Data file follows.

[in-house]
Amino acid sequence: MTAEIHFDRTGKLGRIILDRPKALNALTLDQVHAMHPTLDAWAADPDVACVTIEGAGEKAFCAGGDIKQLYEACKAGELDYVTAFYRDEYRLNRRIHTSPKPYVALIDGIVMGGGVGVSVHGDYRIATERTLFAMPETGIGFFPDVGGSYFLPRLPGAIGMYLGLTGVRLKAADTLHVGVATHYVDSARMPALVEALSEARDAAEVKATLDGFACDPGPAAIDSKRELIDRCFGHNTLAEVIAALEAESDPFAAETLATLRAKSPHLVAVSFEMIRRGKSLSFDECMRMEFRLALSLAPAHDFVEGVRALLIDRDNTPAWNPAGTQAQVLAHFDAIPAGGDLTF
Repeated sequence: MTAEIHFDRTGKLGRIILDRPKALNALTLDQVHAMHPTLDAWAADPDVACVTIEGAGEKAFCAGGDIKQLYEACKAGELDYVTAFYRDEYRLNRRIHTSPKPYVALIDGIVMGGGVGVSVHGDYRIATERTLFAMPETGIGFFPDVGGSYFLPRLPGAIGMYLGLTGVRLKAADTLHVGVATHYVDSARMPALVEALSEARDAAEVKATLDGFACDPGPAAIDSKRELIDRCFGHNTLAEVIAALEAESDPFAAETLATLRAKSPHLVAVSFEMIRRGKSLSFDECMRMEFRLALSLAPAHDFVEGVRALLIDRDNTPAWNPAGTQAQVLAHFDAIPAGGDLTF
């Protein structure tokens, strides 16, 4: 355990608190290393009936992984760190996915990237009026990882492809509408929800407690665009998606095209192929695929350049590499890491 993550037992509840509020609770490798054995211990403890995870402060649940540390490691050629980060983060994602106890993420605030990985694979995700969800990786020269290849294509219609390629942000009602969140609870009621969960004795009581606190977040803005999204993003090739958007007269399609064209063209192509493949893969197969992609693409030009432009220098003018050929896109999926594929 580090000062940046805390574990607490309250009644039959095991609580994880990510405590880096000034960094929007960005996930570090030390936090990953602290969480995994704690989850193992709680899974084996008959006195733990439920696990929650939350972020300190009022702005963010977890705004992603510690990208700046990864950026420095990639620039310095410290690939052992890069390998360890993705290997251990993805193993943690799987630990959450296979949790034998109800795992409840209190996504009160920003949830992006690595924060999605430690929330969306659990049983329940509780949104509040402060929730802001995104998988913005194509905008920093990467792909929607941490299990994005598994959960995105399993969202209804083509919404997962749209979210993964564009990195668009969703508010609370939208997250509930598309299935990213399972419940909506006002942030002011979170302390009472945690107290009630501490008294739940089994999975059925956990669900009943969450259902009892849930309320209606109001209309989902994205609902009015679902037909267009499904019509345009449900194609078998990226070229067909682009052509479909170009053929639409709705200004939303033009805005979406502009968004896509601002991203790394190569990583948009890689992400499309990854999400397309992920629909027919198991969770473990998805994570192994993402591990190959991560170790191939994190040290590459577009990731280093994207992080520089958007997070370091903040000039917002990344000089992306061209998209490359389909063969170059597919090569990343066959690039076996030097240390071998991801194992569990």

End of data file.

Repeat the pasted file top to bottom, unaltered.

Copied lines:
[in-house]
Amino acid sequence: MTAEIHFDRTGKLGRIILDRPKALNALTLDQVHAMHPTLDAWAADPDVACVTIEGAGEKAFCAGGDIKQLYEACKAGELDYVTAFYRDEYRLNRRIHTSPKPYVALIDGIVMGGGVGVSVHGDYRIATERTLFAMPETGIGFFPDVGGSYFLPRLPGAIGMYLGLTGVRLKAADTLHVGVATHYVDSARMPALVEALSEARDAAEVKATLDGFACDPGPAAIDSKRELIDRCFGHNTLAEVIAALEAESDPFAAETLATLRAKSPHLVAVSFEMIRRGKSLSFDECMRMEFRLALSLAPAHDFVEGVRALLIDRDNTPAWNPAGTQAQVLAHFDAIPAGGDLTF
Repeated sequence: MTAEIHFDRTGKLGRIILDRPKALNALTLDQVHAMHPTLDAWAADPDVACVTIEGAGEKAFCAGGDIKQLYEACKAGELDYVTAFYRDEYRLNRRIHTSPKPYVALIDGIVMGGGVGVSVHGDYRIATERTLFAMPETGIGFFPDVGGSYFLPRLPGAIGMYLGLTGVRLKAADTLHVGVATHYVDSARMPALVEALSEARDAAEVKATLDGFACDPGPAAIDSKRELIDRCFGHNTLAEVIAALEAESDPFAAETLATLRAKSPHLVAVSFEMIRRGKSLSFDECMRMEFRLALSLAPAHDFVEGVRALLIDRDNTPAWNPAGTQAQVLAHFDAIPAGGDLTF
């Protein structure tokens, strides 16, 4: 355990608190290393009936992984760190996915990237009026990882492809509408929800407690665009998606095209192929695929350049590499890491 993550037992509840509020609770490798054995211990403890995870402060649940540390490691050629980060983060994602106890993420605030990985694979995700969800990786020269290849294509219609390629942000009602969140609870009621969960004795009581606190977040803005999204993003090739958007007269399609064209063209192509493949893969197969992609693409030009432009220098003018050929896109999926594929 580090000062940046805390574990607490309250009644039959095991609580994880990510405590880096000034960094929007960005996930570090030390936090990953602290969480995994704690989850193992709680899974084996008959006195733990439920696990929650939350972020300190009022702005963010977890705004992603510690990208700046990864950026420095990639620039310095410290690939052992890069390998360890993705290997251990993805193993943690799987630990959450296979949790034998109800795992409840209190996504009160920003949830992006690595924060999605430690929330969306659990049983329940509780949104509040402060929730802001995104998988913005194509905008920093990467792909929607941490299990994005598994959960995105399993969202209804083509919404997962749209979210993964564009990195668009969703508010609370939208997250509930598309299935990213399972419940909506006002942030002011979170302390009472945690107290009630501490008294739940089994999975059925956990669900009943969450259902009892849930309320209606109001209309989902994205609902009015679902037909267009499904019509345009449900194609078998990226070229067909682009052509479909170009053929639409709705200004939303033009805005979406502009968004896509601002991203790394190569990583948009890689992400499309990854999400397309992920629909027919198991969770473990998805994570192994993402591990190959991560170790191939994190040290590459577009990731280093994207992080520089958007997070370091903040000039917002990344000089992306061209998209490359389909063969170059597919090569990343066959690039076996030097240390071998991801194992569990």